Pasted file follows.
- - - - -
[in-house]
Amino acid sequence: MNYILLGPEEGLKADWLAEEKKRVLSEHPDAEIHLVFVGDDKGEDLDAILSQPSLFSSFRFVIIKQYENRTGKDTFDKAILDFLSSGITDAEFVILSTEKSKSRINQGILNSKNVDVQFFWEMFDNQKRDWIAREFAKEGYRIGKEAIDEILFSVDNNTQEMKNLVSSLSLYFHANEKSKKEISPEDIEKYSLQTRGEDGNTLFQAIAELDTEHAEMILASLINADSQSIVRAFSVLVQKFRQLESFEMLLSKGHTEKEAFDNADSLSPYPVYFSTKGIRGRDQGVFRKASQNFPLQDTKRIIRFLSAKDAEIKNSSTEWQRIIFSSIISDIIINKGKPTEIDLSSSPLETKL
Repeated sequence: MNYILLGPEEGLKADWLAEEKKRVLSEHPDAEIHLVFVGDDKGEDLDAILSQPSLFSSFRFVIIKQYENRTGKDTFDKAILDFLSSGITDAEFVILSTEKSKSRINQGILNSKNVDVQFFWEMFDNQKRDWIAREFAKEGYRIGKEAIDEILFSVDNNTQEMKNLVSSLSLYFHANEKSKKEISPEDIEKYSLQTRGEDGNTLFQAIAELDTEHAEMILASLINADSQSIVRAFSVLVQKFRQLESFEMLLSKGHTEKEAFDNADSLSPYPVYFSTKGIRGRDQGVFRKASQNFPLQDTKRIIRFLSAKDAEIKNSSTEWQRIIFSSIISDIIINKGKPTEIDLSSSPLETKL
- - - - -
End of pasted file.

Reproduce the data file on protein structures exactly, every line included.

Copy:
[in-house]
Amino acid sequence: MNYILLGPEEGLKADWLAEEKKRVLSEHPDAEIHLVFVGDDKGEDLDAILSQPSLFSSFRFVIIKQYENRTGKDTFDKAILDFLSSGITDAEFVILSTEKSKSRINQGILNSKNVDVQFFWEMFDNQKRDWIAREFAKEGYRIGKEAIDEILFSVDNNTQEMKNLVSSLSLYFHANEKSKKEISPEDIEKYSLQTRGEDGNTLFQAIAELDTEHAEMILASLINADSQSIVRAFSVLVQKFRQLESFEMLLSKGHTEKEAFDNADSLSPYPVYFSTKGIRGRDQGVFRKASQNFPLQDTKRIIRFLSAKDAEIKNSSTEWQRIIFSSIISDIIINKGKPTEIDLSSSPLETKL
Repeated sequence: MNYILLGPEEGLKADWLAEEKKRVLSEHPDAEIHLVFVGDDKGEDLDAILSQPSLFSSFRFVIIKQYENRTGKDTFDKAILDFLSSGITDAEFVILSTEKSKSRINQGILNSKNVDVQFFWEMFDNQKRDWIAREFAKEGYRIGKEAIDEILFSVDNNTQEMKNLVSSLSLYFHANEKSKKEISPEDIEKYSLQTRGEDGNTLFQAIAELDTEHAEMILASLINADSQSIVRAFSVLVQKFRQLESFEMLLSKGHTEKEAFDNADSLSPYPVYFSTKGIRGRDQGVFRKASQNFPLQDTKRIIRFLSAKDAEIKNSSTEWQRIIFSSIISDIIINKGKPTEIDLSSSPLETKL